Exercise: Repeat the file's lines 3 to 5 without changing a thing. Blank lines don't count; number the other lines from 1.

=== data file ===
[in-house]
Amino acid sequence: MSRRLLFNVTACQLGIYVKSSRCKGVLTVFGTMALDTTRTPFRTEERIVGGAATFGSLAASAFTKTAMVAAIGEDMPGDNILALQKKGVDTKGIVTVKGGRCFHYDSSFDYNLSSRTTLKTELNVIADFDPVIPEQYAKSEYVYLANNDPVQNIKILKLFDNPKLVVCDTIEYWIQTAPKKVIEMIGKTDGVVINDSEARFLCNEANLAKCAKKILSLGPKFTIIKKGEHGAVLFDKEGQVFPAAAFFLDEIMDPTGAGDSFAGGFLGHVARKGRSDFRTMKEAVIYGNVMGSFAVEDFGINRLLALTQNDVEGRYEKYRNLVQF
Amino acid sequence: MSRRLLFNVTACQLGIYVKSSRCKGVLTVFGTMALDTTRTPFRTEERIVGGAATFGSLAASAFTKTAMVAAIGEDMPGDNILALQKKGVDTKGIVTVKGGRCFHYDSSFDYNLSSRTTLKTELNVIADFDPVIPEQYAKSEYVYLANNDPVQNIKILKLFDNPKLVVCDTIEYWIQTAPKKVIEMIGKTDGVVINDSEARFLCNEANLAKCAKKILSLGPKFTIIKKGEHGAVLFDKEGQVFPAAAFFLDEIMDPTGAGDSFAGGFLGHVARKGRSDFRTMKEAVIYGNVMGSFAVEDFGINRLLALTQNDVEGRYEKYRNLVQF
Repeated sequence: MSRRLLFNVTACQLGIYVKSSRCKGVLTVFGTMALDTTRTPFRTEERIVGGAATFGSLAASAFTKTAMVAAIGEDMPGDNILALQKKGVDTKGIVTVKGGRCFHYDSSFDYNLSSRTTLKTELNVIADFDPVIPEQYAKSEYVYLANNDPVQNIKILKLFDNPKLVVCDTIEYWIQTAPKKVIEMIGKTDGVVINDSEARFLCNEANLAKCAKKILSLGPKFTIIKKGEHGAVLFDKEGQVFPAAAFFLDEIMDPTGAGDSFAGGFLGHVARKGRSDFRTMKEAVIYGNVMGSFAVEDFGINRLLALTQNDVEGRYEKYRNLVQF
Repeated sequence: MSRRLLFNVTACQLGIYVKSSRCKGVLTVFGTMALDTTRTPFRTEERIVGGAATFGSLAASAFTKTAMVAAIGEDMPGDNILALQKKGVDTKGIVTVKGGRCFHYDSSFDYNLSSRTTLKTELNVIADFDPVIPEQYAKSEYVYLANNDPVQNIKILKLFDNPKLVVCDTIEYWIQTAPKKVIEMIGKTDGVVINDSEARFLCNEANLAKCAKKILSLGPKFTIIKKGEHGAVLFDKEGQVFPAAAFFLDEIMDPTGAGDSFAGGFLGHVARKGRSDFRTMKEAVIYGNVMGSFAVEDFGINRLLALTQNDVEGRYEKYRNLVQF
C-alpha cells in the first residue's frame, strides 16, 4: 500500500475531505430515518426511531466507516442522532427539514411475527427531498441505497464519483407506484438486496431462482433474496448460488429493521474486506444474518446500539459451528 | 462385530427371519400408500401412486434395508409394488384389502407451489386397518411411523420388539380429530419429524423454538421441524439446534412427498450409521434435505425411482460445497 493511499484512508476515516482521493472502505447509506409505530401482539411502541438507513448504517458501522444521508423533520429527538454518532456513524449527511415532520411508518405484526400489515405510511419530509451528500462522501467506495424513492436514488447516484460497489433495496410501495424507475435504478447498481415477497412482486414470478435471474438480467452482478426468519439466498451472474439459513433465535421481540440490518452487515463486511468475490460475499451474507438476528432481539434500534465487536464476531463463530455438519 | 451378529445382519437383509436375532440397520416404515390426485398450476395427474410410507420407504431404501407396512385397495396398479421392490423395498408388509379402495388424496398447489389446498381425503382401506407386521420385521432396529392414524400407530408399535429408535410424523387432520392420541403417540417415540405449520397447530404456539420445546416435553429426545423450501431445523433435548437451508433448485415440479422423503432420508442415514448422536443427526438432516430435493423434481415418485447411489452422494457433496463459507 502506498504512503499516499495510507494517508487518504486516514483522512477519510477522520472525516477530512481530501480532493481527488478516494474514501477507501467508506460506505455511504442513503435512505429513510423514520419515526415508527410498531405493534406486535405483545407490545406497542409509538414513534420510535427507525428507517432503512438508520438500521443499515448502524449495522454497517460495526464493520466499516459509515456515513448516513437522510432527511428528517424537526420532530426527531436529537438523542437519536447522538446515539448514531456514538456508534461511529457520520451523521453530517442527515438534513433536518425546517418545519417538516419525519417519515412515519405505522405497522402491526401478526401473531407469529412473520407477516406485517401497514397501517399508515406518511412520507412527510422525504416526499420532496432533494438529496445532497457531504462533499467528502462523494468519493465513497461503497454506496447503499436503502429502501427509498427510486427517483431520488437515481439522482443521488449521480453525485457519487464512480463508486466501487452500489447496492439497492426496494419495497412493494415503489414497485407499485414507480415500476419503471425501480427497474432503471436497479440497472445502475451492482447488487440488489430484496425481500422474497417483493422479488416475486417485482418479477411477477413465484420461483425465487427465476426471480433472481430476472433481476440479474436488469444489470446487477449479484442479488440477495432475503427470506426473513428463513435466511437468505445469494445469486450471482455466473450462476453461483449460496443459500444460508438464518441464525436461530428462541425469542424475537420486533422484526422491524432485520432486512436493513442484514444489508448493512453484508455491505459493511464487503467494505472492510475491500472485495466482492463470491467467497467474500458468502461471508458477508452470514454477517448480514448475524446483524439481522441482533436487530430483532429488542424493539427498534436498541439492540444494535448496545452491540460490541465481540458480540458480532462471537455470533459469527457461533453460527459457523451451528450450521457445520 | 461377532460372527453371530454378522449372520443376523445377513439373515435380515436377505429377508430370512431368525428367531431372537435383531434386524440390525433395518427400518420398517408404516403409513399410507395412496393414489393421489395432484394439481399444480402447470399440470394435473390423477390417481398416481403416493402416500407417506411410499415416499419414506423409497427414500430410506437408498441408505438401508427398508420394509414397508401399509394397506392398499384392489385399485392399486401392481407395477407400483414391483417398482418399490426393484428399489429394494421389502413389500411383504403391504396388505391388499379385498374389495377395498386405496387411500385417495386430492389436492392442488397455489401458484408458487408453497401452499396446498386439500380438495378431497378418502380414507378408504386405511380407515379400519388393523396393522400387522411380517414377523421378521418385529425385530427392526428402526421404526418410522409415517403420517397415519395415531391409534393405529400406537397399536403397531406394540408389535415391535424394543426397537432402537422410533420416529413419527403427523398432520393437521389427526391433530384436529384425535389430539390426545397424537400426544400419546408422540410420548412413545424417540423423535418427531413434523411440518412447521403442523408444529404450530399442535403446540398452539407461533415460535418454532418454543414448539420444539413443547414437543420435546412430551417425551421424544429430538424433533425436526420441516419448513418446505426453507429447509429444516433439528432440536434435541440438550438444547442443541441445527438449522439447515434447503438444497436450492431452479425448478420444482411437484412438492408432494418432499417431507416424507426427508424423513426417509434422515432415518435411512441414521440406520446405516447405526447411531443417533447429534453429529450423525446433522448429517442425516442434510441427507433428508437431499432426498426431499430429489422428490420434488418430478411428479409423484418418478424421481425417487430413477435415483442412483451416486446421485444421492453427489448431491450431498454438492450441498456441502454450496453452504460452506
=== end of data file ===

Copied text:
Amino acid sequence: MSRRLLFNVTACQLGIYVKSSRCKGVLTVFGTMALDTTRTPFRTEERIVGGAATFGSLAASAFTKTAMVAAIGEDMPGDNILALQKKGVDTKGIVTVKGGRCFHYDSSFDYNLSSRTTLKTELNVIADFDPVIPEQYAKSEYVYLANNDPVQNIKILKLFDNPKLVVCDTIEYWIQTAPKKVIEMIGKTDGVVINDSEARFLCNEANLAKCAKKILSLGPKFTIIKKGEHGAVLFDKEGQVFPAAAFFLDEIMDPTGAGDSFAGGFLGHVARKGRSDFRTMKEAVIYGNVMGSFAVEDFGINRLLALTQNDVEGRYEKYRNLVQF
Repeated sequence: MSRRLLFNVTACQLGIYVKSSRCKGVLTVFGTMALDTTRTPFRTEERIVGGAATFGSLAASAFTKTAMVAAIGEDMPGDNILALQKKGVDTKGIVTVKGGRCFHYDSSFDYNLSSRTTLKTELNVIADFDPVIPEQYAKSEYVYLANNDPVQNIKILKLFDNPKLVVCDTIEYWIQTAPKKVIEMIGKTDGVVINDSEARFLCNEANLAKCAKKILSLGPKFTIIKKGEHGAVLFDKEGQVFPAAAFFLDEIMDPTGAGDSFAGGFLGHVARKGRSDFRTMKEAVIYGNVMGSFAVEDFGINRLLALTQNDVEGRYEKYRNLVQF
Repeated sequence: MSRRLLFNVTACQLGIYVKSSRCKGVLTVFGTMALDTTRTPFRTEERIVGGAATFGSLAASAFTKTAMVAAIGEDMPGDNILALQKKGVDTKGIVTVKGGRCFHYDSSFDYNLSSRTTLKTELNVIADFDPVIPEQYAKSEYVYLANNDPVQNIKILKLFDNPKLVVCDTIEYWIQTAPKKVIEMIGKTDGVVINDSEARFLCNEANLAKCAKKILSLGPKFTIIKKGEHGAVLFDKEGQVFPAAAFFLDEIMDPTGAGDSFAGGFLGHVARKGRSDFRTMKEAVIYGNVMGSFAVEDFGINRLLALTQNDVEGRYEKYRNLVQF